It can usually be determined if the horse is a cribber by the condition of his
incisors. If the horse's age is in question, the veterinarian can determine the
age by the teeth. While near the upper respiratory area, the vet also checks for
abnormal odors (tooth abscess), sounds, or discharges and looks at the tongue
for signs of lacerations.
- Capillary refill time (general circulatory
indicator): the finger is pressed on the horse's gum and it is noted how long
(number of seconds) before blood returns to the circular spot.
Eye exam includes checking for inflammation and scars on the retina, cloudiness
of the cornea (the clear covering at the front of the eye), cataracts on the lenses
(loss of transparency in or on the lens) or other abnormalities. Also the pupils'
response to light is tested. This is best performed in a dark stall: normal pupils
will dilate in darkness and will constrict in the presence of light. Usually an
eye doctor's flashlight (transilluminator) is used.
- A magnifying
device is then attached to the transilluminator, making it an opthalmoscope for
checking the interior of the eyeball. The vet looks for various problems including
uveitis (mood blindness) which is a chronic disease that has an active and non-active
phase and that often leads to blindness. If a horse has a history of excessive
tearing or blinking in bright light, it is possible he may suffer from mood blindness.
This condition may occur in one or both eyes. It varies in severity and the length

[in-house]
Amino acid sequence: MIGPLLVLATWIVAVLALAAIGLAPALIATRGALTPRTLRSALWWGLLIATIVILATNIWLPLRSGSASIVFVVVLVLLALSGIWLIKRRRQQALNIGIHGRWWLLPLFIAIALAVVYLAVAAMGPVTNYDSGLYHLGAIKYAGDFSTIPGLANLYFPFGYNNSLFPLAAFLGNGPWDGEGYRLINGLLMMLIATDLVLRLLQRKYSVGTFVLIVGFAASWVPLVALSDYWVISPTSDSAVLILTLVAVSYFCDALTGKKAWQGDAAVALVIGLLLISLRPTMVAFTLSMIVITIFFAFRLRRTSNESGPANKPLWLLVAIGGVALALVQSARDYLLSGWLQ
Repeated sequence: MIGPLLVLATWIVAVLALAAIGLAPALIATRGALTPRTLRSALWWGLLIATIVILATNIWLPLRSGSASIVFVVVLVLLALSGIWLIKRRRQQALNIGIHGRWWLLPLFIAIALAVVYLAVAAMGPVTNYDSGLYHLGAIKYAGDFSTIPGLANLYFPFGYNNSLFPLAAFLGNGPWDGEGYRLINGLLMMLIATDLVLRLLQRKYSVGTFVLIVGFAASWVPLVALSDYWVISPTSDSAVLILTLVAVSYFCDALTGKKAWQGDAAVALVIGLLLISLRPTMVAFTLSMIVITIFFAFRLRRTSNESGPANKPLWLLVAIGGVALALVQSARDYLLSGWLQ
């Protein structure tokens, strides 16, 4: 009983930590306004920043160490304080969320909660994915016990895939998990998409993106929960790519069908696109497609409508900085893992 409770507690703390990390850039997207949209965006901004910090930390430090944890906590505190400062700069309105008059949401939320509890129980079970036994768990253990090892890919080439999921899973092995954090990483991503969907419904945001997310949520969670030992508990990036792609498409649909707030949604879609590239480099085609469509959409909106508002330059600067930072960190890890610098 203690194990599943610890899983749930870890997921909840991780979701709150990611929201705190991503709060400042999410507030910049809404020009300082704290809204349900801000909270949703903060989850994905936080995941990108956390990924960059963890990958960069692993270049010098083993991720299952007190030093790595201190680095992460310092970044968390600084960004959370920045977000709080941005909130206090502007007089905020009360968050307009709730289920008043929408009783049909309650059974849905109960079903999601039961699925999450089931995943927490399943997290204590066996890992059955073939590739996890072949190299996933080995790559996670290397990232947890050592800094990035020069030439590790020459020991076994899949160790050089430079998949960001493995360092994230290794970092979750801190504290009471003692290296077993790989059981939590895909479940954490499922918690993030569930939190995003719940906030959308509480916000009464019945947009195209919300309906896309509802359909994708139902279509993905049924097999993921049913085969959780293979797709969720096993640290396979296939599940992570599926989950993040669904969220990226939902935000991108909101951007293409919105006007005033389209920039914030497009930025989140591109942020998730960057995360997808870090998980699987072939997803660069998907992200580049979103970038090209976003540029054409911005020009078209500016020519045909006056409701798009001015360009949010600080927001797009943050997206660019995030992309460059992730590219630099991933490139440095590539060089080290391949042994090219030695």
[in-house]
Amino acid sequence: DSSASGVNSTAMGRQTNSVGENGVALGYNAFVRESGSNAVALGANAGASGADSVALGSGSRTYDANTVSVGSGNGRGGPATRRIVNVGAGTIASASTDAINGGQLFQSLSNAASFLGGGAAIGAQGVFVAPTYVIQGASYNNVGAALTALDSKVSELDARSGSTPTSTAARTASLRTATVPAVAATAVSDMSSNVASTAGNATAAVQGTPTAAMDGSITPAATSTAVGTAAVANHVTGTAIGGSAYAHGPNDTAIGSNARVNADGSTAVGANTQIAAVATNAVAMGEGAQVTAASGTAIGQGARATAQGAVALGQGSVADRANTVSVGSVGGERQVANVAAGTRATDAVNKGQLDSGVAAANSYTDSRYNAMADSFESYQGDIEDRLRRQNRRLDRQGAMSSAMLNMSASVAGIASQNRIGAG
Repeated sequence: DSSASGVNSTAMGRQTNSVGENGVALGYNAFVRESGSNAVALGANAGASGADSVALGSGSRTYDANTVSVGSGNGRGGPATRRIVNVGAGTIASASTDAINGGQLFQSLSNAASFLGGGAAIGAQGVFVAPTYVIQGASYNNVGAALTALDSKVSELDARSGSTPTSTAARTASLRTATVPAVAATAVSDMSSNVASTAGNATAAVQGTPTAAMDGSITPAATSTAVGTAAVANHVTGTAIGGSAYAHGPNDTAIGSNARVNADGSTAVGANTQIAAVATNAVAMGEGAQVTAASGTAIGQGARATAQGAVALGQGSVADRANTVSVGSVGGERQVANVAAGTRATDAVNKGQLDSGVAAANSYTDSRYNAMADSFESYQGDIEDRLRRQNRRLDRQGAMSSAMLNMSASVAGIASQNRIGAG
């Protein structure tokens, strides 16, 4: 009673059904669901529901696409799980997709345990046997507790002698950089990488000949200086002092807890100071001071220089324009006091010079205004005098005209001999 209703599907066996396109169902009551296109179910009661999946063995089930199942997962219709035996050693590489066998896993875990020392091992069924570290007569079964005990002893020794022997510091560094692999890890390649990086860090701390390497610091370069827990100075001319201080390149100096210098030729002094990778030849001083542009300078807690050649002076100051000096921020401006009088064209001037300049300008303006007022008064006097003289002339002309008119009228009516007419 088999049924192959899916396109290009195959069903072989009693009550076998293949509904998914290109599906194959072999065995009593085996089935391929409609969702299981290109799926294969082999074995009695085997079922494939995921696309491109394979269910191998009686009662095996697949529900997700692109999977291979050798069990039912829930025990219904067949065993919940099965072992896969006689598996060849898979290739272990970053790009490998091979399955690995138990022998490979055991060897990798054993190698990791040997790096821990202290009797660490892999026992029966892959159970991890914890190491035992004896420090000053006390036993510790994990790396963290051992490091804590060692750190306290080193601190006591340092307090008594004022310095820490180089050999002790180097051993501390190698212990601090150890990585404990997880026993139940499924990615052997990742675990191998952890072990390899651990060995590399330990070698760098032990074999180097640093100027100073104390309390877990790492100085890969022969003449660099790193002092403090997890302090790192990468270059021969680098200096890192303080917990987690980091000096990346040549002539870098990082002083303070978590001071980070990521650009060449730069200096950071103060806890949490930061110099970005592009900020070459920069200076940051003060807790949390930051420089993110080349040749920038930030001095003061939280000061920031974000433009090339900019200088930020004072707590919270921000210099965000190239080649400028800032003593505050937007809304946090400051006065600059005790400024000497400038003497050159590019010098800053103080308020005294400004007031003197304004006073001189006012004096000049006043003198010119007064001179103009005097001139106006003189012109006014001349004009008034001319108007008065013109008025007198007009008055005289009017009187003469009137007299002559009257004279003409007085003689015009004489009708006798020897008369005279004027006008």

of time before blindness occurs.
- Skin exam for scars, fungus,
or other skin conditions.
- Back palpated for any soreness or swelling.
The horse's spine should be evaluated from head to tail. A normal horse dips his
back from palpation in the saddle area and pushes upward on palpation of his croup.
Lymph nodes palpated to check for swelling that indicates problems.
Tail checked for any alterations.
of the limbs
is one of the most important portions of the exam especially for a performance
horse. For a thorough discussion of limb examination and lameness diagnosis, see
Guide to Lameness in Horses in the appendix. Some lameness can be managed with
regular, preventive shoeing and medication while other lameness is hopeless.
Conformation Evaluation: Although a veterinarian rarely gives an opinion on the
potential of a horse as a halter prospect, he or she does want to look at the
horse from all angles to assess symmetry, balance, and to spot any potential problems.
Movement: Usually before specific limb tests, the veterinarian watches the horse
move in-hand in a straight line, on the longe line in a circle, and under saddle.
Gait defects show up more markedly in the circle required by longeing and under
a rider's weight than they do when the horse is merely being led. Often a vet
requests that the horse be worked on both a hard, flat surface as well as in deep,
- Palpation: The lower limb structures (bones, flexor
tendons, suspensory ligaments) are palpated before and after exercise for any